Hope for Geneva, less for Syria

Submitted by martin on 12 November, 2013 - 3:21

The big powers are pleased because on Monday 11 September the exile Syrian National Coalition said it would participate in the planned second Geneva peace conference for Syria.

This version of the article is longer than the version in the printed paper.

Lakhdar Brahimi, the United Nations official for Syria, says that he hopes that a date for the peace conference can be fixed before the end of the year.

The chances of the conference ending the civil war look small, though. Syria expert Joshua Landis writes: "talks to end the Syrian conflict will be sterile without [the main military] commanders at the table. The top four say they are unwilling to sit at the negotiation table with the regime".

On the other side, the Assad regime, feeling itself strong enough to stop the opposition advancing decisively, is unwilling to make the move that might bring a deal, dumping Assad himself.

The map above (with the text in French) shows estimates by the French newspaper Le Monde of which militias control which areas. The brown shading shows areas where Arab nationalist groups and more cautious Islamists linked to the Muslim Brotherhood are strong; the different green shadings, other Islamist groups; the yellow shadings, Kurdish nationalists.

Le Monde reckons that the more secular groups - mostly Arab-nationalist and often led by army officers who have defected from Assad - have strength in the south, near the border with Jordan. They get arms from the USA and from Saudi Arabia, Islamist itself, but anxious to have predictable and controllable allies in Syria.

The more cautious Islamists are strong in the south and parts of the north-west. They get supplies from Qatar, Turkey, and rich individuals from the Gulf.

Stronger in the north, however, are more strident Islamists, ranging through to the two rival Al Qaeda groups, Jabhat al-Nusra (now officially accredited by Al Qaeda chief Ayman Al-Zawahiri), and ISIS.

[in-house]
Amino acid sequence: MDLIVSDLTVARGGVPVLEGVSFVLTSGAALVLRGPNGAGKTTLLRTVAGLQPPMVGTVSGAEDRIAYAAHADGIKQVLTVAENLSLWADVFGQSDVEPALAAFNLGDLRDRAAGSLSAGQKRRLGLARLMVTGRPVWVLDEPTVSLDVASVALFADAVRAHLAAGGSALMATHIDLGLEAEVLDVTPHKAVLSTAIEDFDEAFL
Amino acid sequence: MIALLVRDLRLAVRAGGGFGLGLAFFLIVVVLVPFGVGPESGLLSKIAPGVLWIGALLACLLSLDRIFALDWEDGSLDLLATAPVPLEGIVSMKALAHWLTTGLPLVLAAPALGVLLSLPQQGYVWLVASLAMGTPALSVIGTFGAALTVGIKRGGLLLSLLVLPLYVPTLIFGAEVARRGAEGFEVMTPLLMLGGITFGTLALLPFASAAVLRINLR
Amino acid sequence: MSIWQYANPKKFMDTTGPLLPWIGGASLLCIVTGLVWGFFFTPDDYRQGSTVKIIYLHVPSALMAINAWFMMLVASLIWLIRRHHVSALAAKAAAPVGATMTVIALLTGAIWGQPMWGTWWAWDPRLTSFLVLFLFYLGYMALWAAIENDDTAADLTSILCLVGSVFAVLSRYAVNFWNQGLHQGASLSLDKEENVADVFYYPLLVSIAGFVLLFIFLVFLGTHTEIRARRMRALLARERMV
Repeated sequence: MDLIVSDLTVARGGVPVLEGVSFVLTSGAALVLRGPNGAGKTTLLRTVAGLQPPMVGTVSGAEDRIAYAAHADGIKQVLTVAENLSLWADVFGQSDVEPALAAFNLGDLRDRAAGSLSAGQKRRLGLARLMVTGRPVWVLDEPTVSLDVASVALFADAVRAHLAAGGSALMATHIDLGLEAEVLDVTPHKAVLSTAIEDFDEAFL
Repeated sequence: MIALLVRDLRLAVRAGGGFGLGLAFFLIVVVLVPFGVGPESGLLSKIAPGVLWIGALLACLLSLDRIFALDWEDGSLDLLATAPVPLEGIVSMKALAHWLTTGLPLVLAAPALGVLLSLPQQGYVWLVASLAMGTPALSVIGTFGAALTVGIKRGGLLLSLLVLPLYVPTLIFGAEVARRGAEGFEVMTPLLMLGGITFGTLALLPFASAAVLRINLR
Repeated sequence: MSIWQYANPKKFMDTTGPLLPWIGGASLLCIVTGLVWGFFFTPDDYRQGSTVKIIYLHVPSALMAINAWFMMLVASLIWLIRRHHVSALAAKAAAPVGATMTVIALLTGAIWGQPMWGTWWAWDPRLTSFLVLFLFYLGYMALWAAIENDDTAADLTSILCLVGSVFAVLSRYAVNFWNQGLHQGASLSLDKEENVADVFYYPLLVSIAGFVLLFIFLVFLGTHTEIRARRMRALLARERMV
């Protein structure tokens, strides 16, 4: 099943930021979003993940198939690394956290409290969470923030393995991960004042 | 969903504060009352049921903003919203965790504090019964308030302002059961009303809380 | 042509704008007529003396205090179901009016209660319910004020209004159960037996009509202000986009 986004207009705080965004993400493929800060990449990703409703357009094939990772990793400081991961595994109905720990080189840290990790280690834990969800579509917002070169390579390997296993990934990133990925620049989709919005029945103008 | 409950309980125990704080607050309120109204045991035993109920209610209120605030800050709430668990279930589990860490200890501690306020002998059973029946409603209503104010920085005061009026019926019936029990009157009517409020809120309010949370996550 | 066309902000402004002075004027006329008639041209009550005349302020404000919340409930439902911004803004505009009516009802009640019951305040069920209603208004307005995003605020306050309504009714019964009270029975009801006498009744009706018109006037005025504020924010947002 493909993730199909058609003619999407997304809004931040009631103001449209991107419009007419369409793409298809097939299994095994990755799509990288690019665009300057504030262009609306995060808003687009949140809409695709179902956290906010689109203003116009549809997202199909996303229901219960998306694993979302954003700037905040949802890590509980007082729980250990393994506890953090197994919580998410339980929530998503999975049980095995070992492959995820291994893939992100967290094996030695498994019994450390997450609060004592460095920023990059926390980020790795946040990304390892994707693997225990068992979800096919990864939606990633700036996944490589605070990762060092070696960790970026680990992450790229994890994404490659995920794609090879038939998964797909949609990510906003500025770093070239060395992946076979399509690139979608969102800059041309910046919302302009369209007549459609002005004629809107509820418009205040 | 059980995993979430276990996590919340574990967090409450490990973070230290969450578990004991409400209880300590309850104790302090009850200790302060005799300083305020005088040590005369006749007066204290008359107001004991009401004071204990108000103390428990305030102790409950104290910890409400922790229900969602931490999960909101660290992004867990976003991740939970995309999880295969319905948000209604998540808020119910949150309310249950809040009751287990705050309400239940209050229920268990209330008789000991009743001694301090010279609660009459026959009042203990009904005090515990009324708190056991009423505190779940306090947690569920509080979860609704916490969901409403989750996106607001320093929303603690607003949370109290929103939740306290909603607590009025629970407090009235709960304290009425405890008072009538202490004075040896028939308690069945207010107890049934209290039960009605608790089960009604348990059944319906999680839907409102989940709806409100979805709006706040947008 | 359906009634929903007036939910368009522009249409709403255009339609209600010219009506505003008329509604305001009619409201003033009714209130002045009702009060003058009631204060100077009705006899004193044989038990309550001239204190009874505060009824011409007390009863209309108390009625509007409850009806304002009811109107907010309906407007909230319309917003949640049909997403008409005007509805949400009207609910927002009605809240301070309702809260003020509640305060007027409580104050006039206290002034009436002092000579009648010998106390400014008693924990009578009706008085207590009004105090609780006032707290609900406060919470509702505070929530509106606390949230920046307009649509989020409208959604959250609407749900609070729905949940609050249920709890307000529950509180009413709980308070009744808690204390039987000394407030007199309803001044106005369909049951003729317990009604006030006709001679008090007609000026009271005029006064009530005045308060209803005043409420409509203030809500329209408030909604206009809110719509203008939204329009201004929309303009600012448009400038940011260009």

Another survey of the opposition groups, by Hassan Hassan, concludes that "salafi-leaning [more religiously-purist Islamist] insurgents are the single most dominant force in liberated areas".

Hassan, however, notes: "The size of extremist groups is not an accurate indicator of the support for their ideology within Syrian society. Fighting groups are also not ideologically homogenous, as many fighters join groups for their effectiveness on the battlefield and discipline".

Other reporters note conflicts between the militias and civilian committees (as well as the frequent conflicts between the militias themselves). Mohammed Al Attar writes of "a deepening enmity between Al Raqqa’s civilians [in north-central Syria] and the armed brigades, ISIS in particular. The civilians do not seem to be in a position of strength when it comes to these types of confrontations, yet at the same time they have never before been so determined..."

The SWP's Socialist Review, in October, reprinted a report from Yasser Munif on Manbij, in north-central Syria. "For many of the revolutionaries in Manbij and other areas, the pressing issue is how to effectively oppose Al Qaeda organisations". He describes conflict between local people and ISIS, and says that ISIS have retreated a bit, but only after taking control of two mosques and kidnapping and killing the imam from the biggest mosque. Jabhat al-Nusra and Ahrar al-Sham, another Islamist militia, are also established there.

"The revolutionary committees", writes Munif, "have been very good on a local level, but have not been able to transform this effectively onto a regional or national level".

Triumph for the Islamist militias would mean a new civil war between the rival groups among them; great sectarian slaughter of Shia Muslims and Christians; and a Syria fragmented or even more repressive than Assad's.

The people at the base who started the revolt in Syria as a democratic and secular uprising against the dictatorship are ill-placed to combat the militias, with their various foreign backers. All we can do to help them, we should do: but a real victory for them requires the sidelining of both Assad and the sectarian militias.

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